Substantial global diminution in meat intake by 2050 could cut back agriculture related GHG discharges 50 percent (75), and as much as 80 percent, since producing 20 servings of vegetables causes less GHGs than one serving of cow carcass.(76) Lower demand for livestock products, combined with mitigation options in the agricultural sector, will lead to global agricultural non-CO2 releases of 2,519 CO2-e in 2055, which is an approximate halving of 1995 levels.(77)

Substituting food animal carcass with soy protein could bring down total human biomass appropriation in 2050 by 94 percent below 2000 levels, and greatly diminish other environmental impacts related to use of water, fertilizer, fossil fuel, and biocides. And curtailing animal products to 10 percent of the global human diet would enable future global populations to be fed on just the current area of agricultural lands.(78)

Personal action is consequential and everyday choices can lead to enormous improvement. The personal is political, and if individuals act with social responsibility in the present, the future can be a much brighter place for humans and nonhumans alike.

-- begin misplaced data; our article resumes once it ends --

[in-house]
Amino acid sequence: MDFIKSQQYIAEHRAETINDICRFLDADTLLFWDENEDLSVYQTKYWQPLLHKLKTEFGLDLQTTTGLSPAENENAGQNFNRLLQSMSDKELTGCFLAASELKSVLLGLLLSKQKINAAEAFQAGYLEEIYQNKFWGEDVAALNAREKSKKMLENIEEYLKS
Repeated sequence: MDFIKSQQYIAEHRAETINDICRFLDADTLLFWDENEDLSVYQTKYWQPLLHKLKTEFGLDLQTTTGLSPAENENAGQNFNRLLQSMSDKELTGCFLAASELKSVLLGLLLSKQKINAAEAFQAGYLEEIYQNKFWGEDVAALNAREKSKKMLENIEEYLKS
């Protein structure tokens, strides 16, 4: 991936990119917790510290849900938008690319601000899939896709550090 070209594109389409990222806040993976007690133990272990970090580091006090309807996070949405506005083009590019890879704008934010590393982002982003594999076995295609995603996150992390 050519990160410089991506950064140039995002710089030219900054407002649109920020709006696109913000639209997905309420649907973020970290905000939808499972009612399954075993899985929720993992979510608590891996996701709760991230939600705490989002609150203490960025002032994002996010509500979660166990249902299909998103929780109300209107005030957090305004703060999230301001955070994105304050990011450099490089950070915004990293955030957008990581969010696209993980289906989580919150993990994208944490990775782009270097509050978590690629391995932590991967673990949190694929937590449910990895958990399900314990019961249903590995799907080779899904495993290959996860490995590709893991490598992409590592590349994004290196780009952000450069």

from Chapter 2: MEAT THE FUTURE, pages 19-20

Food Animals' GHGs

Meat Society: Number 6 in a series exploring issues related to curbing demand for animal products, an important climate change solution for individuals and nations alike, especially in Western states where meat and diary consumption dwarfs other regions.

Excerpt from Meat Climate Change: The 2nd Leading Cause of Global Warming by Moses Seenarine, (2016). Xpyr Press, 348 pages ISBN: 0692641157 http://amzn.to/2yn7XrC